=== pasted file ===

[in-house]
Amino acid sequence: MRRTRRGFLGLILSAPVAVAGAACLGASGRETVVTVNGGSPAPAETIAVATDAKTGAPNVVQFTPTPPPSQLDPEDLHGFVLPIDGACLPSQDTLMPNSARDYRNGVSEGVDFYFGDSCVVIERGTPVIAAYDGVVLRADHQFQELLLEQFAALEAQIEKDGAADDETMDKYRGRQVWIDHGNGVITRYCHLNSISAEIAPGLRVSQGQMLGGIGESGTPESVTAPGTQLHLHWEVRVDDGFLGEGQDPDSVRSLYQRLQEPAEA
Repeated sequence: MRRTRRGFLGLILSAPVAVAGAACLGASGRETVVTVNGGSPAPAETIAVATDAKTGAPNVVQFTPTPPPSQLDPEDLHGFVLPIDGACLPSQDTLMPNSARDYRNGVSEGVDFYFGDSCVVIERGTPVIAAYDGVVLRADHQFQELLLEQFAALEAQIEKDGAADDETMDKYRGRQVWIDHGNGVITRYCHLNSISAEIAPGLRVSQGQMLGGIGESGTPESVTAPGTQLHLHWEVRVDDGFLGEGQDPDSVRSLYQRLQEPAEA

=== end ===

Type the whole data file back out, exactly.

[in-house]
Amino acid sequence: MRRTRRGFLGLILSAPVAVAGAACLGASGRETVVTVNGGSPAPAETIAVATDAKTGAPNVVQFTPTPPPSQLDPEDLHGFVLPIDGACLPSQDTLMPNSARDYRNGVSEGVDFYFGDSCVVIERGTPVIAAYDGVVLRADHQFQELLLEQFAALEAQIEKDGAADDETMDKYRGRQVWIDHGNGVITRYCHLNSISAEIAPGLRVSQGQMLGGIGESGTPESVTAPGTQLHLHWEVRVDDGFLGEGQDPDSVRSLYQRLQEPAEA
Repeated sequence: MRRTRRGFLGLILSAPVAVAGAACLGASGRETVVTVNGGSPAPAETIAVATDAKTGAPNVVQFTPTPPPSQLDPEDLHGFVLPIDGACLPSQDTLMPNSARDYRNGVSEGVDFYFGDSCVVIERGTPVIAAYDGVVLRADHQFQELLLEQFAALEAQIEKDGAADDETMDKYRGRQVWIDHGNGVITRYCHLNSISAEIAPGLRVSQGQMLGGIGESGTPESVTAPGTQLHLHWEVRVDDGFLGEGQDPDSVRSLYQRLQEPAEA